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Erna Arnesen currently serves on the Viator Advisory Board and was most recently VP of Global Channel and Field Marketing at Plantronics where she was responsible for developing Plantronics’ global channel and strategic alliance marketing programs, channel strategies and go-to-market models.

Prior to Plantronics, Erna was VP Global and Strategic Partners at Cisco, and prior to that VP of Global SMB and Industry Solutions at Symantec. Before joining Symantec, she worked at other leading organizations, including Fujitsu Softek, Cybersource, SGI, NeXT, and Apple.

Erna was honored to be named a 2012 Woman Who Made her Mark by Watermark. In addition, she received the 2011 Women of Influence Award by the Silicon Valley / San Jose Business Journal.

#1. Please tell us about yourself and your work.

I have carved out a career in channels and alliances, as a go-to-market (GTM) expert, building strategy and developing roadmaps, as well as executing on approved go-to-market models for hardware, software, and services companies. My focus has been on channel-centric GTM models where I can offer my knowledge, skills, and experience.

I’ve worked across the spectrum of the channel food chain, starting out as VAR, then as a channel researcher/consultant, and then settled into the vendor side at Apple, NeXT (where I reported for a time directly to Steve Jobs), channel VP positions as Silicon Graphics (SGI), CyberSource, Symantec, Cisco and most recently a number of years at Plantronics. My roles have most often involved sales and marketing, for partners, including channel and alliance partners. I currently serve on a channel infrastructure advisory board as well as on the board of several business non-profit groups (Watermark for women executives and ASAP for alliance professionals). It has been extremely rewarding to be a part of the channel community, where I can continue to grow and expand my knowledge and contributions with complex services-led, collaborative relationships and partner-led engagements for new technologies and service models.

Channel is a great area to participate in, as it is an amalgamation of six functional areas of the company including

  • Channel Strategy
  • Channel Development
  • Channel Programs
  • Channel Marketing
  • Channel Operations
  • Channel Sales

These six areas fit together to impact a company’s go-to-market strategy, sales model, and marketing approach. A channel career has the elements of sales, marketing, and operations, and all these functional capabilities must be optimized for an effective channel.

#2. How can a business fit a channel partner into its go-to-market strategy?

Channel partners are key players in helping organizations develop products, get the solutions to market, support customers, and build successful engagements in the market. Building a sales and services model for a company that includes channel partners is a must for many if not most technology solutions today. Creating a profitable, efficient portfolio of channel partners should be a high priority, even for an early-stage company that is seeding the market and creating momentum through lighthouse customers. It’s important to draw up a multi-year strategic roadmap that leverages channel partners as the company grows, with an integrated plan that will allow the company to achieve its business and financial objectives.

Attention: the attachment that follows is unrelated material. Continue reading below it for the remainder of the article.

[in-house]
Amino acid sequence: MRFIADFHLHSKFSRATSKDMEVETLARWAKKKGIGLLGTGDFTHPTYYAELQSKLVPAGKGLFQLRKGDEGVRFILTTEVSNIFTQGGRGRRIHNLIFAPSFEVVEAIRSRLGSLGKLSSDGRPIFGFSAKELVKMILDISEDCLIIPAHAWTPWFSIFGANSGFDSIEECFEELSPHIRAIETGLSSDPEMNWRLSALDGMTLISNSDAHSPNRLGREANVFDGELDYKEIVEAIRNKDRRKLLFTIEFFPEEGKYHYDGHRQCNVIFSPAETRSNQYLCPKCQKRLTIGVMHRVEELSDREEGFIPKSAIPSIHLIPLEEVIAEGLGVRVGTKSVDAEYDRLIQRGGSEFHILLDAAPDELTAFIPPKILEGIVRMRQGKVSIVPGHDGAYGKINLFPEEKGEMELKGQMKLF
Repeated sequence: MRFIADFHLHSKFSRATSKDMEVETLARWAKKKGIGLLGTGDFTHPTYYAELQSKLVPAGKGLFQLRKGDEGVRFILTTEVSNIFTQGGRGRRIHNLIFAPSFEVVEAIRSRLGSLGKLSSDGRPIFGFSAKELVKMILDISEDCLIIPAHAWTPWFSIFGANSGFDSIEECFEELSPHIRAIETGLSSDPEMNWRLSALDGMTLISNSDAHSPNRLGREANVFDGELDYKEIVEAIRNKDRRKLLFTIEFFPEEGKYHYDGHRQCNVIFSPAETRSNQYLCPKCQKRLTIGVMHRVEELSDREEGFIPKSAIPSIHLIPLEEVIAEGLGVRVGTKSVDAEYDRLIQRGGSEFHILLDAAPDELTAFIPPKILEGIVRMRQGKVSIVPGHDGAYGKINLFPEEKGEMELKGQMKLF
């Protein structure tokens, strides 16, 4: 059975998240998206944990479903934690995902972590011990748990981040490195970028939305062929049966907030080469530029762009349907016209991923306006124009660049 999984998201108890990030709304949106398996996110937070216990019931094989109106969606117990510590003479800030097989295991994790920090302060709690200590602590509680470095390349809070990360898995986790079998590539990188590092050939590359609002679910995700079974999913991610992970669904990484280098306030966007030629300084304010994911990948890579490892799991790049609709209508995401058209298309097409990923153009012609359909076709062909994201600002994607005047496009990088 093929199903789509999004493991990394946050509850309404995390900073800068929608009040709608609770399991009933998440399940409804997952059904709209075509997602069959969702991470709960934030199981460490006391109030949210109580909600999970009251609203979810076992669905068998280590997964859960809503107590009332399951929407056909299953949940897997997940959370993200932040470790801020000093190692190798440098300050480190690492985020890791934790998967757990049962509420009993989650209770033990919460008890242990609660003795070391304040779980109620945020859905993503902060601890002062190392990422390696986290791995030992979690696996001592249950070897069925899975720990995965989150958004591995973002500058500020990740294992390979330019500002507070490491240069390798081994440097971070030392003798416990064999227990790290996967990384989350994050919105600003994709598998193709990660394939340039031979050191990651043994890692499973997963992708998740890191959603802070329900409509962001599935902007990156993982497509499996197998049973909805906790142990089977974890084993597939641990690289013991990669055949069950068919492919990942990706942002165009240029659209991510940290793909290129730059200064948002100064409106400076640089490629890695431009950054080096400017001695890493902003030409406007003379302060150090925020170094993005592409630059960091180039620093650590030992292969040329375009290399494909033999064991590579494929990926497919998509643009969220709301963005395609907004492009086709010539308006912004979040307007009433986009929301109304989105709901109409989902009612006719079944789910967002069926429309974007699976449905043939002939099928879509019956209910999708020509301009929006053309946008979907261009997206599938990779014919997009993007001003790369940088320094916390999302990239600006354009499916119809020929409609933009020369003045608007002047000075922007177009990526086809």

#3. How can a smaller player make itself attractive to a larger market partner?

A smaller player can be invaluable to a larger market partner or leader. A few years ago, I asked an alliance group I was mentoring to read the book, David and Goliath, by Malcolm Gladwell. We drew many parallels with this biblical story from thousands of years ago that stands for battles between underdogs and giants. Major players are looking for innovative, nimble partners that can complete solutions, paving the way for new markets, and expand their reach. Mutual investments and loyal relationships can and do develop among companies that are very divergent in size, approach, and backgrounds, yet they can partner successfully. Smaller players need to demonstrate their flexibility as well as the unique value proposition that supports the larger market partner’s strategy.

#4. What advice will you give to Channel marketers?

Channel Marketers are often channel managers and leaders who extend the channel footprint of the company well beyond the marketing charter they may have. I was recently asked to summarize the fundamental guidelines I set out in my career roles in channels, so I will restate them here.

1. Establish leadership credentials and channel knowledge as early as possible. Quickly follow that with results that support the company’s GTM strategy.
2. Diversify your experience and understand that “channel marketing” often means something broader than traditional marketing to, through, and with the channel. It often means the channel strategy, go-to-market model, channel programs, etc.
And finally,
3. Select your channel focus within the technology sector and go deep. What I mean by this is to commit yourself to learn more about channel models, partners, technology and services that can best leverage third parties, phases of channel lifecycles for partners, value propositions needed by partners, value exchanges between the players, and other relevant business themes that represent channel management capabilities. It is a rewarding area os the business as it encompasses much of the business dynamics of a successful company.

A few insights from Erna for you to browse and share

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